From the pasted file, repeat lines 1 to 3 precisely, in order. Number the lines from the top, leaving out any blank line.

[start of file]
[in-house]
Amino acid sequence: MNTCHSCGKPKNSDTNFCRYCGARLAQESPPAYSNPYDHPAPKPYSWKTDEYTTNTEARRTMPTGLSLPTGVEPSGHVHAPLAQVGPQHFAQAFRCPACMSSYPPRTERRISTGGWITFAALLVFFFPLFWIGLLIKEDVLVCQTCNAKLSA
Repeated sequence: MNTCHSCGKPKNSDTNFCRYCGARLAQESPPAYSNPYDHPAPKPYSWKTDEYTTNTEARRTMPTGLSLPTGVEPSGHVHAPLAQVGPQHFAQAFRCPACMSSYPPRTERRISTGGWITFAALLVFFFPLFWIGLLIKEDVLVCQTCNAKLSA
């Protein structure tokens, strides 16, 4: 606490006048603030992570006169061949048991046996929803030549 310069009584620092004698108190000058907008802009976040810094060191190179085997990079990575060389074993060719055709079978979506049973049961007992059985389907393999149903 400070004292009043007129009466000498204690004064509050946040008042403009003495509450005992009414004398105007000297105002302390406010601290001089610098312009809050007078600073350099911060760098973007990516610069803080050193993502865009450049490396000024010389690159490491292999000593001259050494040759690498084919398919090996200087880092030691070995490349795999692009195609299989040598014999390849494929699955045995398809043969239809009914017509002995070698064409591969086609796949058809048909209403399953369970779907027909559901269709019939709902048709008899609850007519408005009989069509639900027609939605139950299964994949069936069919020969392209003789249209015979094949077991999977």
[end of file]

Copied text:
[in-house]
Amino acid sequence: MNTCHSCGKPKNSDTNFCRYCGARLAQESPPAYSNPYDHPAPKPYSWKTDEYTTNTEARRTMPTGLSLPTGVEPSGHVHAPLAQVGPQHFAQAFRCPACMSSYPPRTERRISTGGWITFAALLVFFFPLFWIGLLIKEDVLVCQTCNAKLSA
Repeated sequence: MNTCHSCGKPKNSDTNFCRYCGARLAQESPPAYSNPYDHPAPKPYSWKTDEYTTNTEARRTMPTGLSLPTGVEPSGHVHAPLAQVGPQHFAQAFRCPACMSSYPPRTERRISTGGWITFAALLVFFFPLFWIGLLIKEDVLVCQTCNAKLSA